The Financial Industry Regulatory Authority—FINRA—was established in 2007 as a combination of the National Association of Securities Dealers—NASD and the member regulation, enforcement and arbitration functions of the New York Stock Exchange. Contrary to popular belief, FINRA is not an agency of the federal government. It is a private, non-profit corporation that acts as a self-regulating organization charged with overseeing all aspects of the securities industry. In this capacity, FINRA monitors all trading of public securities, maintains oversight of 4,250 member firms, conducts licensing and continuing education training for more-than 600,000 registered representatives and provides the largest forum for arbitration of disputes in the securities industry.
FINRA employs some 3,400 people and is funded through fees and assessments of member firms and individual representatives. FINRA is also funded from the fines it imposes on those firms and individuals who are found to have violated the rules of fair practice. On average in 2015, FINRA monitored 50 billion market events per day. This “big-data” evaluation of market activity provides a clear picture of anomalous market activity and resulted in 142 referrals to the SEC for further investigation of trading improprieties during 2015. In 2015 FINRA had revenues of $992.5 million, including $93.8 million in fines. The organization showed a small net loss due to adverse portfolio performance but it has about $1.5 billion in net equity on its balance sheet. The organization is in excellent fiscal fitness.
For the average investor, the most interesting and visible manifestation of FINRA’s operations is in the area of dispute resolution. With very few exceptions, disputes between investors and member firms or between employees and their firms are adjudicated by arbitration. This is due to the universality of arbitration clauses built in to customer account agreements and employment contracts. These agreements have been called into question on numerous occasions but the courts have consistently upheld their validity except in cases of class action suits.
The FINRA arbitration process is considerably less formalized than a court proceeding but will often feature a FINRA expert witness employed by each litigant. Very few motions are entertained and the discovery process is more abbreviated.. This means that a FINRA expert witness might not be deposed prior to the hearing – which is different than federal court where depositions are common. The examination of witnesses tends to be less combative. In general, a FINRA arbitration is a more casual affair than a case in court. This is due in part to the fact that the arbitration is presided over by a three-person panel rather than a judge and jury.
In disputes between a customer and a member firm, the panel consists of one non-industry arbitrator, one industry arbitrator (unless the customer opts for an all non-industry panel) and a non-industry chairperson. These are chosen from among a roster of ten available arbitrators in each category by the disputants, each of whom is allowed four peremptory strikes and assigns a numerical rating to the remaining candidates. The panel is chosen from among the strongest combined rankings. In cases between employees and their member firm, the panel is composed of all industry arbitrators. This three-person panel has ultimate authority over the subsequent proceedings, including the weight to be assigned to the testimony of a FINRA expert witness, finding in favor of one of the parties and determining the extent of damages and/or penalties. The decision of the arbitration panel is final and binding. FINRA has no procedure to appeal a decision. Although a motion to vacate an arbitration award may be filed in state or federal court pursuant to the Federal Arbitration Act or state statute, such motions are rarely granted.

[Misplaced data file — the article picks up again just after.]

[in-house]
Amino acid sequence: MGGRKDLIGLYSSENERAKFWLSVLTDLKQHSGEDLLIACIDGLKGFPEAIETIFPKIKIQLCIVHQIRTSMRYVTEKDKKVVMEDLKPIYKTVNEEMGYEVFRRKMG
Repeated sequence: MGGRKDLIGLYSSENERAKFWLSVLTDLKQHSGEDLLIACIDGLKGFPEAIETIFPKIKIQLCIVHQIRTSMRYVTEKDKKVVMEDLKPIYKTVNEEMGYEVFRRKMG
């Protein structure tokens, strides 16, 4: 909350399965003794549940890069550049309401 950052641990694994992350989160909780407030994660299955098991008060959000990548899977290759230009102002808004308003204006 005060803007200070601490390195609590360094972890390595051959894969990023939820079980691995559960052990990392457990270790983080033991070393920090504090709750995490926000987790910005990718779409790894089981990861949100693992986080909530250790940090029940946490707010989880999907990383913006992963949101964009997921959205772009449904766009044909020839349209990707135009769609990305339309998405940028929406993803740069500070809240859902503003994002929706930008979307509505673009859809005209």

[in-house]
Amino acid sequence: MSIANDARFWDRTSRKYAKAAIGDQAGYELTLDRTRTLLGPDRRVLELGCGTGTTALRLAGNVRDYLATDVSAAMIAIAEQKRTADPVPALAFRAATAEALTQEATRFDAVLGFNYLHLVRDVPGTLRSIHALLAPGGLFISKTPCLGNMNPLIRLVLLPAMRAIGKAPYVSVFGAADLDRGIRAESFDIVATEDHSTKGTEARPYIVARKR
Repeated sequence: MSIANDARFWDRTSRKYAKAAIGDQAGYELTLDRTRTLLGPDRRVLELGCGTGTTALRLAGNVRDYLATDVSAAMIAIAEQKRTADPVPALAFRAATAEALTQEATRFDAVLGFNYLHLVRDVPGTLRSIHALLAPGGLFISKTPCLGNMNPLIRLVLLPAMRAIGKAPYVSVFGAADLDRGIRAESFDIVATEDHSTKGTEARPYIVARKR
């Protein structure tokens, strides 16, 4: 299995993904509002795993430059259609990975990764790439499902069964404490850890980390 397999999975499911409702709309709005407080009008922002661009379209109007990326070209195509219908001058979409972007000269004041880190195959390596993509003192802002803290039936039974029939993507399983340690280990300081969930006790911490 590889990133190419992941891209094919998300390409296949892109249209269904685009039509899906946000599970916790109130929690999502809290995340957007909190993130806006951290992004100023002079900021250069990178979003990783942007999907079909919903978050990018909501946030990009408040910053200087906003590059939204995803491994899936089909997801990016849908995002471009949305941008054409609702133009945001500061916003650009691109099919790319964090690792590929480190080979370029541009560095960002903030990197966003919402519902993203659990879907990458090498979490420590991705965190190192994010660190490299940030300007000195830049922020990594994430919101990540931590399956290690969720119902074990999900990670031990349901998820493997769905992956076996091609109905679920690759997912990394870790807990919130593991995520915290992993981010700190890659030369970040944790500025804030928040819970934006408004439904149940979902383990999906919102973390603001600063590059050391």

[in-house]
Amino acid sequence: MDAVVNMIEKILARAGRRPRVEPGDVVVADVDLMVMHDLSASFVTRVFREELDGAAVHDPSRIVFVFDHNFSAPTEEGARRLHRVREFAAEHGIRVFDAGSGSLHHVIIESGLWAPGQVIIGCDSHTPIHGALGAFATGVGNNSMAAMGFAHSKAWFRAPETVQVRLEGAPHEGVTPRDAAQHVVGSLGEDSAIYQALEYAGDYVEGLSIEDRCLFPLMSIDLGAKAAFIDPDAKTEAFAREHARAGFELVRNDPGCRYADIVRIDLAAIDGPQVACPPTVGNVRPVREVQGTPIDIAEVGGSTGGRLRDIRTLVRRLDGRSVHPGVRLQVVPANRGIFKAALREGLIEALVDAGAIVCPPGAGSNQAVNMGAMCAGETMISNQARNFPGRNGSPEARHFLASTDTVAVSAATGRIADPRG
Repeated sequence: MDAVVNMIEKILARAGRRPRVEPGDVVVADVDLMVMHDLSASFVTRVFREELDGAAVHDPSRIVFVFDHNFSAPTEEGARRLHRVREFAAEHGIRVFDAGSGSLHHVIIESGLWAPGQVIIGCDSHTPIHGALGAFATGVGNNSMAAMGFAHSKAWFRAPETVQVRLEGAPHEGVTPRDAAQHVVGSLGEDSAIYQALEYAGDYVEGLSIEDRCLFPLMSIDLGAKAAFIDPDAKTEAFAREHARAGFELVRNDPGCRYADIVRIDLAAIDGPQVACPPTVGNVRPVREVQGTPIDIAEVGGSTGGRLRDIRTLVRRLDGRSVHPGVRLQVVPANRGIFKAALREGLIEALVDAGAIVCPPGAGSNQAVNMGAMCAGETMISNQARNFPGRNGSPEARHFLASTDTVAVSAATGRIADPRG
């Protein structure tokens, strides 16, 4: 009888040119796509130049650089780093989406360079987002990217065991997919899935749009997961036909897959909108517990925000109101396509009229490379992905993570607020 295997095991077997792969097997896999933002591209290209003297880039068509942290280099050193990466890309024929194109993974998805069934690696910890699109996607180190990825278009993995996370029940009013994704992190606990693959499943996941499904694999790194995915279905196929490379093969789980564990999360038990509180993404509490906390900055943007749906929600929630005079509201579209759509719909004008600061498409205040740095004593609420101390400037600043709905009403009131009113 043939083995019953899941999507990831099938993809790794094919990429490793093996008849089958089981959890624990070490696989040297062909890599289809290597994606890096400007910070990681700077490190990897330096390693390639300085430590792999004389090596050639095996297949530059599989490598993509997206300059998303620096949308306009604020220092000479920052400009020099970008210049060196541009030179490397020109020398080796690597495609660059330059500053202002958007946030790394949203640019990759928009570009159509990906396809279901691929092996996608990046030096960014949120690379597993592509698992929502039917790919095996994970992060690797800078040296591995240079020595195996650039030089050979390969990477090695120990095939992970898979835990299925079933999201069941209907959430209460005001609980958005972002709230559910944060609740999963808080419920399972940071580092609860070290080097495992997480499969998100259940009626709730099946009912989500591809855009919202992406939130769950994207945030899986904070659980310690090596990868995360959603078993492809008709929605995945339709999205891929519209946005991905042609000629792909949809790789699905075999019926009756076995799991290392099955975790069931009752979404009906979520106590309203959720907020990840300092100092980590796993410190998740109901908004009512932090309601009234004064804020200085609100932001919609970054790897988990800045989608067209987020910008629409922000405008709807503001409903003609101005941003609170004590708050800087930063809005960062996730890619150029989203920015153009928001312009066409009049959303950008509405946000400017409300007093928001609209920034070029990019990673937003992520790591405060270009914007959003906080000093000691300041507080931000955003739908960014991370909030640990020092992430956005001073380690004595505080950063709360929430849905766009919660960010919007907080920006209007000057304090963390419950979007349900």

In 2015 there were 3,435 arbitration filings with FINRA. Of these, only 828 (24%) were decided by the arbitrators. The remaining cases were decided by other means, usually by settlement agreement between the disputants prior to the arbitration proceedings. Of the 455 customer complaint cases decided by an arbitration panel, the customer was awarded damages 42% of the time. This percentage has remained fairly stable over many years—within two percentage points of the mean.
FINRA has come under a great deal of criticism as a self-regulatory organization, but it provides an amazingly effective platform to monitor and control an industry that is inherently rife with opportunities for conflict of interest and outright fraud. The Central Registration Depository—CRD is maintained by FINRA to keep a public record of all violations, disciplinary measures, settlements and adverse arbitration decisions for each registered representative in the country. These records are easily accessible through the Broker Check function at www.finra.org There are many other consumer-related guides on the website designed to help investors make wiser choices of investments and advisors, including the Risk Meter, which tests investors’ susceptibility to fraud and the Scam Meter, which helps investors analyze whether an investment opportunity may be too good to be true. All things considered, FINRA makes the investing landscape more hospitable for all of us.
Thomas G. Taliaferro is a financial advisor/portfolio manager with over 30 years’ professional experience including serving as Senior Vice President for both Morgan Stanley and Wells Fargo Advisors. Mr. Taliaferro is highly experienced with both high net-worth and ultra-high-net worth clients. His extensive supervisory experience includes managing 55 other financial advisors. Mr. Taliaferro has a spotless compliance record and is an accomplished public speaker. He serves as a financial planner, financial advisor, and FINRA expert witness and may be contacted at cell (805) 689-4936 or firstname.lastname@example.org.